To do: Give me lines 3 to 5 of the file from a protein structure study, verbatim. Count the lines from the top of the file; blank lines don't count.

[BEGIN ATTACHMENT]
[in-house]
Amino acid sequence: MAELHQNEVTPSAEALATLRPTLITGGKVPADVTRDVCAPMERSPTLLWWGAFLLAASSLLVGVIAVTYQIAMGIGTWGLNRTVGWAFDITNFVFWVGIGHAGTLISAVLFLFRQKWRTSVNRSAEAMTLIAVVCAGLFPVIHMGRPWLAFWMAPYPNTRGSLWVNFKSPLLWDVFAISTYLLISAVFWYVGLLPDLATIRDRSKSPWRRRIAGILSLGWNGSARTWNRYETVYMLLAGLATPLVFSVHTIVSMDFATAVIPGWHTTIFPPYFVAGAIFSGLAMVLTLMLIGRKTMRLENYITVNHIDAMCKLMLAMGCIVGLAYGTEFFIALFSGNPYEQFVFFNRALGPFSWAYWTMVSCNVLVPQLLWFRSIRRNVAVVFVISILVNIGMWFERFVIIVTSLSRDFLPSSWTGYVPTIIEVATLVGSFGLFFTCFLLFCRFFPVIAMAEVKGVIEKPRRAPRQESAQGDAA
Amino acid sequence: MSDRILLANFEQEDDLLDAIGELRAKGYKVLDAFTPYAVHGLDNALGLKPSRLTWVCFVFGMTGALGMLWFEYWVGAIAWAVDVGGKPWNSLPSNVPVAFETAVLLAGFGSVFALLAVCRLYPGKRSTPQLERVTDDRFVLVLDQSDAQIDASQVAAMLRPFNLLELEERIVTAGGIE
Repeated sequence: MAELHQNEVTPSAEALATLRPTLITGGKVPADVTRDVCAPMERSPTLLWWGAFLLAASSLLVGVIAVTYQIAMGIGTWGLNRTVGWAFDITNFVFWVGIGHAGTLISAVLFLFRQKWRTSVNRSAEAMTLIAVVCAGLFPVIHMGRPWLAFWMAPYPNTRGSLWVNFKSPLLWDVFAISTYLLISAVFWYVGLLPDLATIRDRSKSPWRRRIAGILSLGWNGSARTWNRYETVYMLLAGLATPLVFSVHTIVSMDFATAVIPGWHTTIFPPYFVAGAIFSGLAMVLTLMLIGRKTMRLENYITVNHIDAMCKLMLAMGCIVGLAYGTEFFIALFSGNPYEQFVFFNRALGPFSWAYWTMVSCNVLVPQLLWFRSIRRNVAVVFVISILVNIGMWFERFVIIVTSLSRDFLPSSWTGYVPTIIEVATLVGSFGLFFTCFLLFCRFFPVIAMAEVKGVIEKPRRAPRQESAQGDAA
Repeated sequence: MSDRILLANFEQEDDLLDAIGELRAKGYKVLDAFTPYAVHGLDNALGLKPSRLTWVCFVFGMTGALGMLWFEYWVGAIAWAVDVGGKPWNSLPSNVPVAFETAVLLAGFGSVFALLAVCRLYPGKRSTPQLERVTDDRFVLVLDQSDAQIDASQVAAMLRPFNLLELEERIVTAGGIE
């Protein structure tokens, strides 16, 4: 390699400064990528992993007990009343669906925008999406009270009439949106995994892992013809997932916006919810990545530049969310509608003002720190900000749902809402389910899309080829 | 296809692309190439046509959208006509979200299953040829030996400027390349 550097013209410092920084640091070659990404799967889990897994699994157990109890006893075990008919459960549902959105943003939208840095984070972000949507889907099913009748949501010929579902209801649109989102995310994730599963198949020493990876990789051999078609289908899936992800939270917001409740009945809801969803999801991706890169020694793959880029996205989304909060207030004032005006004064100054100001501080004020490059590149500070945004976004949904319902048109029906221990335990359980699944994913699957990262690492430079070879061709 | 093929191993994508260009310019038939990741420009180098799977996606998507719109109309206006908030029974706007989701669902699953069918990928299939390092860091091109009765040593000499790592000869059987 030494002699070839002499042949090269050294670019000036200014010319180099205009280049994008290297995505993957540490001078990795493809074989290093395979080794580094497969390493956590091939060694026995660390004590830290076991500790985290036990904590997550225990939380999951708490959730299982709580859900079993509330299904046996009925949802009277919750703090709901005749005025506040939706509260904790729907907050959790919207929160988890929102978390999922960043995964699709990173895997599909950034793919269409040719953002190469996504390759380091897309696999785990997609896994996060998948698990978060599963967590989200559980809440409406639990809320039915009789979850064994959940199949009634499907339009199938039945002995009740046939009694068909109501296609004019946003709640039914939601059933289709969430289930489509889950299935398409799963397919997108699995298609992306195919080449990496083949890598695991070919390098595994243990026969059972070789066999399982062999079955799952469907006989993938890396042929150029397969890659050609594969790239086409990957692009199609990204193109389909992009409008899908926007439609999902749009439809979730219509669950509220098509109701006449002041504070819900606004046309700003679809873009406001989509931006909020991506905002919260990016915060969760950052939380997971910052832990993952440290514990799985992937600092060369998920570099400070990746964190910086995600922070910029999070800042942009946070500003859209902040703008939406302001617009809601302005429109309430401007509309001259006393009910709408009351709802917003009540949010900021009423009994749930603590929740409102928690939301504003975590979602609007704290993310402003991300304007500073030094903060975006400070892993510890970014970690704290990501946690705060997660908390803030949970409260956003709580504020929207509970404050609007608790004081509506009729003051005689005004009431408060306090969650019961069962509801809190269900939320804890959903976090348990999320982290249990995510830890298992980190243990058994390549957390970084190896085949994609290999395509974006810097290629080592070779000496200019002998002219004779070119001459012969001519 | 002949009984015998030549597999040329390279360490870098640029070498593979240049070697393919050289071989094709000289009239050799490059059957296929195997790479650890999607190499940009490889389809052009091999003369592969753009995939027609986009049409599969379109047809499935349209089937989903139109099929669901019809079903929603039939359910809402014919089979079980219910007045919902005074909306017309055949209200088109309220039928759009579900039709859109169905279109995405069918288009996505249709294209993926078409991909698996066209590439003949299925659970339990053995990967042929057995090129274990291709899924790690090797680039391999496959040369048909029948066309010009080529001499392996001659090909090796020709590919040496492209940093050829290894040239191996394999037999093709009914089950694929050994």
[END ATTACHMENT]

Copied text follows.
Amino acid sequence: MSDRILLANFEQEDDLLDAIGELRAKGYKVLDAFTPYAVHGLDNALGLKPSRLTWVCFVFGMTGALGMLWFEYWVGAIAWAVDVGGKPWNSLPSNVPVAFETAVLLAGFGSVFALLAVCRLYPGKRSTPQLERVTDDRFVLVLDQSDAQIDASQVAAMLRPFNLLELEERIVTAGGIE
Repeated sequence: MAELHQNEVTPSAEALATLRPTLITGGKVPADVTRDVCAPMERSPTLLWWGAFLLAASSLLVGVIAVTYQIAMGIGTWGLNRTVGWAFDITNFVFWVGIGHAGTLISAVLFLFRQKWRTSVNRSAEAMTLIAVVCAGLFPVIHMGRPWLAFWMAPYPNTRGSLWVNFKSPLLWDVFAISTYLLISAVFWYVGLLPDLATIRDRSKSPWRRRIAGILSLGWNGSARTWNRYETVYMLLAGLATPLVFSVHTIVSMDFATAVIPGWHTTIFPPYFVAGAIFSGLAMVLTLMLIGRKTMRLENYITVNHIDAMCKLMLAMGCIVGLAYGTEFFIALFSGNPYEQFVFFNRALGPFSWAYWTMVSCNVLVPQLLWFRSIRRNVAVVFVISILVNIGMWFERFVIIVTSLSRDFLPSSWTGYVPTIIEVATLVGSFGLFFTCFLLFCRFFPVIAMAEVKGVIEKPRRAPRQESAQGDAA
Repeated sequence: MSDRILLANFEQEDDLLDAIGELRAKGYKVLDAFTPYAVHGLDNALGLKPSRLTWVCFVFGMTGALGMLWFEYWVGAIAWAVDVGGKPWNSLPSNVPVAFETAVLLAGFGSVFALLAVCRLYPGKRSTPQLERVTDDRFVLVLDQSDAQIDASQVAAMLRPFNLLELEERIVTAGGIE